Perhaps I'm oversimplifying this, but it seems to me that the real challenge with decision-making in the face of uncertainty is the absence of accurate uncertainty estimates.  If weather forecasts are always wrong, you could always do the exact opposite of what the forecasts say and have it work very effectively for you - a permanently, completely wrong forecasting system would be just as valuable at a permanently, completely right forecasting system!  A forecast need not be perfectly accurate to be of value to users!

Of course, no weather forecasting system is perfect and there never will be such a perfect system.  If you know the uncertainties in the forecast, there are techniques by which you can manage your decision-making so as to optimize your results.  That optimization incorporates knowledge of both the losses experienced associated with not taking some action and having that weather event actually occur, and the cost of taking that action.  This is called the cost-loss problem.  If the cost of taking some action to prevent losses from some weather event exceeds the losses if the event occurs, it makes no sense to ever take such an action.  Different circumstances demand different decisions.  Optimizing the results of your decision-making requires you to have knowledge of your costs and losses, in addition to an accurate estimate of the uncertainties.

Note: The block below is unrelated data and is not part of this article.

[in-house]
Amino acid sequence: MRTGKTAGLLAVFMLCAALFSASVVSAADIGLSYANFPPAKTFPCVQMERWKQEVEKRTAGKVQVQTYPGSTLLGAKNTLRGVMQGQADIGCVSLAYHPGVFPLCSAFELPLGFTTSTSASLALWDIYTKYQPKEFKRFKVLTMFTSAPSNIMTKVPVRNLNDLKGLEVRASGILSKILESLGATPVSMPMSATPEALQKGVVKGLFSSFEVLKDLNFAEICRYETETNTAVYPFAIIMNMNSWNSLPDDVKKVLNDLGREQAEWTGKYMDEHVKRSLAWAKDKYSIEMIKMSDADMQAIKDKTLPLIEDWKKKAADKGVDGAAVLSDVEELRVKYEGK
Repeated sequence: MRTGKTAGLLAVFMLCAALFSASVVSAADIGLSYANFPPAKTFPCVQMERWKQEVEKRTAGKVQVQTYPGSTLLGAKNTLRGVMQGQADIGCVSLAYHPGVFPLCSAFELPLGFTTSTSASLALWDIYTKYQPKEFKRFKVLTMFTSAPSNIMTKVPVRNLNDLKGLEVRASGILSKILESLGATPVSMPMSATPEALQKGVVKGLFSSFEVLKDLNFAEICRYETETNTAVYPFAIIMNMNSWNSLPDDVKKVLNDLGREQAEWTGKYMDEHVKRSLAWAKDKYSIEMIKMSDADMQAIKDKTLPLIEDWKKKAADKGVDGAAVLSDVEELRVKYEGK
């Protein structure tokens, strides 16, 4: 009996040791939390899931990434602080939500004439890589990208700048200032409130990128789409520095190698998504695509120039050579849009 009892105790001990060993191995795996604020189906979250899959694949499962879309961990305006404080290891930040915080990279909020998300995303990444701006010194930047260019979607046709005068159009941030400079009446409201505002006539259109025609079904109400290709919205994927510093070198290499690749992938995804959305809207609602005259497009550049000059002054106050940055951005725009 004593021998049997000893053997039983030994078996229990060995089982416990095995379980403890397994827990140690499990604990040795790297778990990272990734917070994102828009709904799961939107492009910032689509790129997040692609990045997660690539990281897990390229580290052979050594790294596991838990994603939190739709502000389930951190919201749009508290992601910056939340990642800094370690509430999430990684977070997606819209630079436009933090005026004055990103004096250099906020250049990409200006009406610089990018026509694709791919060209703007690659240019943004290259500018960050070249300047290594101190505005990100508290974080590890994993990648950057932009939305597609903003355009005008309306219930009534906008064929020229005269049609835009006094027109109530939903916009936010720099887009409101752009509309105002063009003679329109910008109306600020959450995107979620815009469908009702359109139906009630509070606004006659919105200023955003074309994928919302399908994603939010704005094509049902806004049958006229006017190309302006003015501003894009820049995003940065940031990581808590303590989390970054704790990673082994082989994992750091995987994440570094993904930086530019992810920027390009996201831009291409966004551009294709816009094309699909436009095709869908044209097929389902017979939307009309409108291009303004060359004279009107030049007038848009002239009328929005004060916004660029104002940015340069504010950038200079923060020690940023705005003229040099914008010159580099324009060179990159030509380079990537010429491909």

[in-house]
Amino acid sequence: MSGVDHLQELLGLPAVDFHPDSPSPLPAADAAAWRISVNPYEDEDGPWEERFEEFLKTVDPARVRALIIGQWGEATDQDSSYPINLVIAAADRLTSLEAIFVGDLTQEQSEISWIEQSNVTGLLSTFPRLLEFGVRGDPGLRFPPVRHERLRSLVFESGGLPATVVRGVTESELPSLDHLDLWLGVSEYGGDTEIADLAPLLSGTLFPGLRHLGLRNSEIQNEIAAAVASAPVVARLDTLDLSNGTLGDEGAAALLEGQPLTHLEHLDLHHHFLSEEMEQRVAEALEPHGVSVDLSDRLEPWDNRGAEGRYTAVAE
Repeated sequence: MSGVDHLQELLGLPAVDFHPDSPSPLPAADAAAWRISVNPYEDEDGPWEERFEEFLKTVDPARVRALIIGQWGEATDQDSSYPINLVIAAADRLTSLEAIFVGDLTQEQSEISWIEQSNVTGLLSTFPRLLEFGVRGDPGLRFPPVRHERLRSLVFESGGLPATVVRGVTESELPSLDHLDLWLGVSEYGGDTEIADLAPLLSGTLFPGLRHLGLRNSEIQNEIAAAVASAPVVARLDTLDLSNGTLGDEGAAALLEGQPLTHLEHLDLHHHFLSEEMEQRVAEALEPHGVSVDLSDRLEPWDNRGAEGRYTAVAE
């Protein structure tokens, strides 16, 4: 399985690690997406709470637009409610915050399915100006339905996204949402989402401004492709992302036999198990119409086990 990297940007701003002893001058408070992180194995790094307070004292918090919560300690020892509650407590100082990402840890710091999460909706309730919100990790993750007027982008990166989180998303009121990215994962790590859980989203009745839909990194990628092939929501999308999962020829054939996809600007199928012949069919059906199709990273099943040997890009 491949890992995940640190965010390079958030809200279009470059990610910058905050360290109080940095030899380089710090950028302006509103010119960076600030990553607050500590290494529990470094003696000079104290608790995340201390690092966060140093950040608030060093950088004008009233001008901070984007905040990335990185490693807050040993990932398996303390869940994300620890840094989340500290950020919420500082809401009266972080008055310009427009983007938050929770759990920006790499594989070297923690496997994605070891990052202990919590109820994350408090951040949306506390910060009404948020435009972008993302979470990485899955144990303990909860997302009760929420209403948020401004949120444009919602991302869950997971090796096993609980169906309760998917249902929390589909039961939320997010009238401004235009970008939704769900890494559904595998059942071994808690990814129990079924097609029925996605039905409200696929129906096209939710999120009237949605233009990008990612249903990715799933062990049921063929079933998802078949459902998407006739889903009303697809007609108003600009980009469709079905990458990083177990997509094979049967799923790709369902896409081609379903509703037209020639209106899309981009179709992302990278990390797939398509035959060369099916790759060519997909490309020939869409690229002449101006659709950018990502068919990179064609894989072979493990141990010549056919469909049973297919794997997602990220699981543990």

Sadly, it's well known that people often have difficult with knowing the true risks associated with hazards.  For example, although tornadoes are very scary to many people, the reality is that the probability of being killed in a tornado is pretty low.  There are much greater risks associated with, say, food poisoning in fast-food restaurants, or driving motor vehicles.

Most people struggle with understanding the probabilities related to weather uncertainties but they have a reasonable idea of some uncertainties.  For example, uncertainties tied to their jobs are usually more or less familiar to the workers.  If your work involves manufacturing something, you usually know about the likelihood of producing a defective product.  Similarly, uncertainties related to your home are often reasonably well-understood.  You generally know something about the chances that your water heater will fail.  When the uncertainties pertain to the weather, most people generally have no idea what those probabilities might mean and how to use them to make choices.  It's not that they need to know abstract probability theory to begin to grasp what weather probabilities (the language of uncertainty in weather science).  Most forecasters never did very well in probability and statistics!!  But people can use a concept effectively even when they don't actually follow the abstract mathematics.  Card counters in blackjack are making effective use of their knowledge of uncertainties - so well that casinos don't allow card counters to play!